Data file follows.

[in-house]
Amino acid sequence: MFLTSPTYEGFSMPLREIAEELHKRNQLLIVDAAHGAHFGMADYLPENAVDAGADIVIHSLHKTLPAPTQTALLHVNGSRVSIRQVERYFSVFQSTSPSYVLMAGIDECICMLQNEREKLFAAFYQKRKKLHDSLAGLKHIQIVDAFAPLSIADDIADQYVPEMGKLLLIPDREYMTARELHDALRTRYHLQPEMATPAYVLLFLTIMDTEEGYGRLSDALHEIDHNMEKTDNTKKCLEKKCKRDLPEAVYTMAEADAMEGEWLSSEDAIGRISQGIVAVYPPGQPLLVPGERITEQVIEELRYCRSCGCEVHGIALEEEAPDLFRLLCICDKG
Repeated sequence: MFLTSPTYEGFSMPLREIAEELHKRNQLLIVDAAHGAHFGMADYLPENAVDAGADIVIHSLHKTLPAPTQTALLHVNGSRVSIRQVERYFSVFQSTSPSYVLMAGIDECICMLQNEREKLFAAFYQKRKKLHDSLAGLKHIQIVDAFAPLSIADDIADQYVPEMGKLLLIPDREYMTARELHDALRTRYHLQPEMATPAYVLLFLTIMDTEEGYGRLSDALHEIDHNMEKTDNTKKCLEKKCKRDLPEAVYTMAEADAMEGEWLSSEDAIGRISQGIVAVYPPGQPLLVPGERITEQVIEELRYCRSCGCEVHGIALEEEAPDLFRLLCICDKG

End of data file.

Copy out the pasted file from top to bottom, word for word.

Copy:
[in-house]
Amino acid sequence: MFLTSPTYEGFSMPLREIAEELHKRNQLLIVDAAHGAHFGMADYLPENAVDAGADIVIHSLHKTLPAPTQTALLHVNGSRVSIRQVERYFSVFQSTSPSYVLMAGIDECICMLQNEREKLFAAFYQKRKKLHDSLAGLKHIQIVDAFAPLSIADDIADQYVPEMGKLLLIPDREYMTARELHDALRTRYHLQPEMATPAYVLLFLTIMDTEEGYGRLSDALHEIDHNMEKTDNTKKCLEKKCKRDLPEAVYTMAEADAMEGEWLSSEDAIGRISQGIVAVYPPGQPLLVPGERITEQVIEELRYCRSCGCEVHGIALEEEAPDLFRLLCICDKG
Repeated sequence: MFLTSPTYEGFSMPLREIAEELHKRNQLLIVDAAHGAHFGMADYLPENAVDAGADIVIHSLHKTLPAPTQTALLHVNGSRVSIRQVERYFSVFQSTSPSYVLMAGIDECICMLQNEREKLFAAFYQKRKKLHDSLAGLKHIQIVDAFAPLSIADDIADQYVPEMGKLLLIPDREYMTARELHDALRTRYHLQPEMATPAYVLLFLTIMDTEEGYGRLSDALHEIDHNMEKTDNTKKCLEKKCKRDLPEAVYTMAEADAMEGEWLSSEDAIGRISQGIVAVYPPGQPLLVPGERITEQVIEELRYCRSCGCEVHGIALEEEAPDLFRLLCICDKG